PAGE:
The third dish depicts a design known in Europe as the "red dragon" pattern and was initially copied in Europe by Meissen for the Saxon Court in 1734. Augustus the Strong had a large collection of Japanese enamelled porcelains including Kakiemon. These were housed by the Elector in the specifically designed Japanese Palace acquired by him in 1717. Many of the pieces were made available to the factory to copy and a group of Meissen wares was made that followed Japanese originals quite closely. Between 1735 and 1740 the Prince de Condé also collected a group of Kakiemon wares and began copying them in the 1760s. These included the "red dragon" pattern which he renamed the Prince Henri pattern.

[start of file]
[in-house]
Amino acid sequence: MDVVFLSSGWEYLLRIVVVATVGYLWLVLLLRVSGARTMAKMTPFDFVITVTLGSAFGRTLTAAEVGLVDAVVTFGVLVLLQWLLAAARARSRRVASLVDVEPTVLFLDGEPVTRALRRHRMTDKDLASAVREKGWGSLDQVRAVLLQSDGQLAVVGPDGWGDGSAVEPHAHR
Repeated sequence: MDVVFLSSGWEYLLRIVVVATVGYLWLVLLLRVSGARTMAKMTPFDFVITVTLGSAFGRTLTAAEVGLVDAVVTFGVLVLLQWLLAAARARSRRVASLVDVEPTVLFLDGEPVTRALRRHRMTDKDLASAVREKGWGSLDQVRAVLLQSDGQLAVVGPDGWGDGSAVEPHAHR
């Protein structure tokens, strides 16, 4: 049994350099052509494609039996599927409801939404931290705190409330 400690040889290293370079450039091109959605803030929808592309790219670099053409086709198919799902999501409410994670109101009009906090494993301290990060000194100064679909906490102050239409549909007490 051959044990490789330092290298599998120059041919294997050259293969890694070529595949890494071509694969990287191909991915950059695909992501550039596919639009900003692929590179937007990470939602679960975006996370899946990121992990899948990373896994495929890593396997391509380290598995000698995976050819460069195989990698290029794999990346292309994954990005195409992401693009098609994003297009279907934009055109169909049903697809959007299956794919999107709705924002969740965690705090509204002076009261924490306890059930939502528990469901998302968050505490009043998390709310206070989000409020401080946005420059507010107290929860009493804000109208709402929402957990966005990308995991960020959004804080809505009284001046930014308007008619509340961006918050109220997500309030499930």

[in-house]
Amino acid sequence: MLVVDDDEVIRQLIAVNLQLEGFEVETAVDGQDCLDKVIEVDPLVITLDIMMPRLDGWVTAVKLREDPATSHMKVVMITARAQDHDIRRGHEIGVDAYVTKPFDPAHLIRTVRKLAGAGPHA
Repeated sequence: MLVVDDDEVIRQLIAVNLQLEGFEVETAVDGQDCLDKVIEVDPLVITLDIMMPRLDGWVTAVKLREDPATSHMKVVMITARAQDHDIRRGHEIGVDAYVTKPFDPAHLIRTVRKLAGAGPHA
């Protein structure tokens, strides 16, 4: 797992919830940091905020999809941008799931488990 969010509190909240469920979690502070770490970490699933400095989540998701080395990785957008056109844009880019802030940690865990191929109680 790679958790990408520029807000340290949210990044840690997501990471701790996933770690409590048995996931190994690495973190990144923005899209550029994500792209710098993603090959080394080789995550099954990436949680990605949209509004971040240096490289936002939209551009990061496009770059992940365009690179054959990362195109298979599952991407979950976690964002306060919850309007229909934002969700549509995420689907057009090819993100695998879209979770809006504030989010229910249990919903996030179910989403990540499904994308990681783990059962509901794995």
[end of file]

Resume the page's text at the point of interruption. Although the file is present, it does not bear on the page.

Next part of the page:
A set of five similar dishes to the first piece are illustrated in Nihon Toji Takiei, vol. 20, Kakiemon, pl. 73.